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SA to focus on economic policies for next five years

21 Feb 2014 07:32
South Africa will for the next five years enter a new "radical phase" where policies will have to focus more on economic transformation to address poverty, unemployment and inequality, claims President Jacob Zuma.
President Jacob Zuma says the government will focus on making SA's economy more inclusive and will speed up affirmative action. Image: GCIS
President Jacob Zuma says the government will focus on making SA's economy more inclusive and will speed up affirmative action. Image: GCIS
"It is a phase of focusing on economic transformation in particular. We have achieved political freedom, now we have to achieve economic freedom and ensure that the owner of the economy is de-racialised," Zuma said.

He was speaking in Parliament during a reply to the debate on the State of the Nation Address (SONA).

President Zuma delivered this year's SONA last week in Cape Town. It was the last for the current administration ahead of the elections.

He said, in his response to parliamentary debate, the New Growth Path, which promotes local manufacturing, the National Infrastructure Plan and the Industrial Policy Action Plan will continue to shape government's policy agenda.

The public gallery in the National Assembly was packed to capacity and among those attending included students. President Zuma received loud applause when he said South Africa had achieved social transformation in the past 20 years and the time had come to place emphasis on economic transformation to ensure the majority of black people also owned the economy.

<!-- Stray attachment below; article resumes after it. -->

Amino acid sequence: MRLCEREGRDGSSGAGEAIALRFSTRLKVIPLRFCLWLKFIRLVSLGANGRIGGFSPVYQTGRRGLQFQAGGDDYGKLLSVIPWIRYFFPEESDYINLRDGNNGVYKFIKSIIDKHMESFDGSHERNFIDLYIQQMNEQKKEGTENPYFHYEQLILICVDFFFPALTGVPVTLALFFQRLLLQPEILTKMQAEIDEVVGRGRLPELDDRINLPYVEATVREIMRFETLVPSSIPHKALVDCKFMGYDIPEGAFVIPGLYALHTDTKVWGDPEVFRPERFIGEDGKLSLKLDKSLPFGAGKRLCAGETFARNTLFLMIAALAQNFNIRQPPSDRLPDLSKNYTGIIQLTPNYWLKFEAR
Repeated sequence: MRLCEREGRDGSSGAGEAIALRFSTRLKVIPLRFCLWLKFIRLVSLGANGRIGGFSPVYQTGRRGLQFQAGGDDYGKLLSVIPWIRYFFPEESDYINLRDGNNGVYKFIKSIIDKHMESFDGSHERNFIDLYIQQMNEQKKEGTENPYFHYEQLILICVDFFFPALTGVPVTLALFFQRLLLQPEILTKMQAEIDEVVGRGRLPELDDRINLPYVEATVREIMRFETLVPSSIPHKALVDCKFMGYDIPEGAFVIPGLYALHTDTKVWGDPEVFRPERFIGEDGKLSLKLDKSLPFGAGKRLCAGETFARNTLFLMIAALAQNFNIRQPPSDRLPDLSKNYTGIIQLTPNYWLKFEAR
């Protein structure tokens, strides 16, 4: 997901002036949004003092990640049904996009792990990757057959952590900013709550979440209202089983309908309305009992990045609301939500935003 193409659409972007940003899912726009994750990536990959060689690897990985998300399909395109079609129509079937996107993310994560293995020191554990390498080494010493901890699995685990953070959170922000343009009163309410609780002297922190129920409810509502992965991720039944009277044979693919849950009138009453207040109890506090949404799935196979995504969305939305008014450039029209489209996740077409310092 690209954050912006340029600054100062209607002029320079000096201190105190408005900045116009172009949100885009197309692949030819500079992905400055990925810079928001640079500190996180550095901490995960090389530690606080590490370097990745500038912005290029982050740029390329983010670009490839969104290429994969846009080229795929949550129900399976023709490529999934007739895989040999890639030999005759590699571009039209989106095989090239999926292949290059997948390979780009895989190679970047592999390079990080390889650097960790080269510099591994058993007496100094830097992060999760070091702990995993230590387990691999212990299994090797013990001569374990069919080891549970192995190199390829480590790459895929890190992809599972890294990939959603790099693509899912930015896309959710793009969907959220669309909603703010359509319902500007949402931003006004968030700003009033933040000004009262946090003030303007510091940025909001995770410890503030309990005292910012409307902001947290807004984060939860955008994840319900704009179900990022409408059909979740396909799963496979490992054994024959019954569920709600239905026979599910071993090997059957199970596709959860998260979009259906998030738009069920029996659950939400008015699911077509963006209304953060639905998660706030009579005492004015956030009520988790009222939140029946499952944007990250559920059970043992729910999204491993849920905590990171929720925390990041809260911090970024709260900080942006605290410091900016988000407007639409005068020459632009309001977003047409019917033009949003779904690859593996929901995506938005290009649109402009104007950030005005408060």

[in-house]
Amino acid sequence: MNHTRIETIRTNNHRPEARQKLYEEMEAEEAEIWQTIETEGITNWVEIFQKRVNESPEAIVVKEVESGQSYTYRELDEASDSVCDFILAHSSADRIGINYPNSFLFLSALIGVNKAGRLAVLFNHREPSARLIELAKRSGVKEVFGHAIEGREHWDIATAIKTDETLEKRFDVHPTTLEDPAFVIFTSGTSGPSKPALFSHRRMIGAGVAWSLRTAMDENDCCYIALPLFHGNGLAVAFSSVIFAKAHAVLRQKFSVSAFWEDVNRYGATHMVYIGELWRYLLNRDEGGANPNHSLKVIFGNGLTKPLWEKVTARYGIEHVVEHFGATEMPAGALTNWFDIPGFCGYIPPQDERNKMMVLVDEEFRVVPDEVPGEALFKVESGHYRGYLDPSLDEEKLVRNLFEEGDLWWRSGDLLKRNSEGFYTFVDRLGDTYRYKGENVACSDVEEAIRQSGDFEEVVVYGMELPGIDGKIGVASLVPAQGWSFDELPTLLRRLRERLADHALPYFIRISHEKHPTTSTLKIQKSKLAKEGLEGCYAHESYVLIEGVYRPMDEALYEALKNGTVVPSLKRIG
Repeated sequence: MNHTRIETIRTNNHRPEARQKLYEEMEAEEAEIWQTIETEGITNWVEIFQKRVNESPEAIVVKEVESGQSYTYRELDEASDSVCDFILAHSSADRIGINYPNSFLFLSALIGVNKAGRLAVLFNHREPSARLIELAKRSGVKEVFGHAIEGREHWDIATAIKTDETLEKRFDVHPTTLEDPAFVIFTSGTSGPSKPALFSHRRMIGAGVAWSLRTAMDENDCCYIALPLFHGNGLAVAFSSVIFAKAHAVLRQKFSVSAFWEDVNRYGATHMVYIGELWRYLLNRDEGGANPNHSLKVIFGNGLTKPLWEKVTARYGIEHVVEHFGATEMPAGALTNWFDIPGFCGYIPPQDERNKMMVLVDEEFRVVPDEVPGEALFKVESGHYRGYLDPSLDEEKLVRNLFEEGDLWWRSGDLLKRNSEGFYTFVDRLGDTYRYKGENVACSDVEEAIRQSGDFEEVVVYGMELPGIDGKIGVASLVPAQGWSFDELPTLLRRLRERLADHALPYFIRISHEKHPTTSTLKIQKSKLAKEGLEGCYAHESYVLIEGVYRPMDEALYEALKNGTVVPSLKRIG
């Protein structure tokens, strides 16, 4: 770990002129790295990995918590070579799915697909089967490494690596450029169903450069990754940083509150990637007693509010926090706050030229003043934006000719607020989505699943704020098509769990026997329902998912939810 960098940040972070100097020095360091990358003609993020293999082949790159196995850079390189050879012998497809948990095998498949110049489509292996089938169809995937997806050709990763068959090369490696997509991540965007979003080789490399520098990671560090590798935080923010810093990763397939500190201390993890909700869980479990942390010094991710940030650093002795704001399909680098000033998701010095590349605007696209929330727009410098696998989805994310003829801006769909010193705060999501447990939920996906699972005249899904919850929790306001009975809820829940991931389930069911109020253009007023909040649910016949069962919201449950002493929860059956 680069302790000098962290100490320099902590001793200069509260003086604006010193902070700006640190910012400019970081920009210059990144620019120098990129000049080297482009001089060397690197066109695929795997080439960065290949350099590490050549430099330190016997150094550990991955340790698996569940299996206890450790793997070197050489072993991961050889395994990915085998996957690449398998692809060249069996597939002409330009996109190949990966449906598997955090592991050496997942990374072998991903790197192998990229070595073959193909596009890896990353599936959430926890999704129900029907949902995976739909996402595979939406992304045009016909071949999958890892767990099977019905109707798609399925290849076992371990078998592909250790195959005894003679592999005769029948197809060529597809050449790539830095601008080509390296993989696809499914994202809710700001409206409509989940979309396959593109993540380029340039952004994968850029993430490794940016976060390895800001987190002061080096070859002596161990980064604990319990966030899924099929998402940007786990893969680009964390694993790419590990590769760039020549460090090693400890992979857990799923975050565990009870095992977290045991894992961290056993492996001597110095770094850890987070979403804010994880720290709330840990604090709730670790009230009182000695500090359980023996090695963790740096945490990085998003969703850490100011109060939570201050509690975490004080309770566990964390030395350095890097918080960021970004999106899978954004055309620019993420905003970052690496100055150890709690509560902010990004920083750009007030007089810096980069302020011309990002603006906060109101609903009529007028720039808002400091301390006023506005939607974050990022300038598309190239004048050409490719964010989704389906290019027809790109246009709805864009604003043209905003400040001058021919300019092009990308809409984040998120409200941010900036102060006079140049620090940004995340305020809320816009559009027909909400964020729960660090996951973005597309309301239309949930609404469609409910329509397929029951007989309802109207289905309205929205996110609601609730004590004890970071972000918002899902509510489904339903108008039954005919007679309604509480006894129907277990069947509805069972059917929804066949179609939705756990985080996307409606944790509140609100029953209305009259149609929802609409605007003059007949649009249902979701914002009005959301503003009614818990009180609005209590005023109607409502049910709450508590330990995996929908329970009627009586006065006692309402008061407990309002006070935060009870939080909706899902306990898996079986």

BBBEE Commission coming

He said work was underway to establish the BBBEE Commission which will regulate and oversee empowerment transactions related to the policy.

Zuma said that despite government employment equity policies, equity reports still indicated that the economy of the country was in the hands of the white minority.

"We must intensify the implementation of affirmative action policies in order to deepen reconciliation and social cohesion in our country. I think it is important to look at reality because this cry about affirmed action does not want to go away. It is very important that the manner in which we correct this (inequality) brings affirmative action. We need take those who were left outside and bring them into the economy," the President said.

In response to a Democratic Alliance claim that more jobs were lost in South Africa since 2009, President Zuma said all the jobs that were lost during the 2008 economic crisis have been recovered in the past five years and the economy had in fact created additional new jobs.

He said the Jobs Fund, which was created in 2011, has approved 66 projects and has committed more than R3bn rand to its successes. To date, more than 8,000 new permanent jobs have been created, and 4,000 short-term jobs were filled.

He claimed that more than 25,000 beneficiaries have received training. In addition, the development finance institutions have been directed to invest in job creating projects.

The Industrial Development Corporation (IDC) has approved more than R50bn in new industrial funding over the period of this administration. This has been for projects ranging from agro-processing, film-making, the vehicle sector, steel and engineering, clothing and textiles, mining, the green economy and tourism.

The Public Investment Corporation (PIC) has committed more than R38bn in enhancing the productivity of the real economy, through economic and social infrastructure, enterprise development and renewable energy.

SOURCE is a South African government news service, published by the Government Communication and Information System (GCIS). (formerly BuaNews) was established to provide quick and easy access to articles and feature stories aimed at keeping the public informed about the implementation of government mandates.
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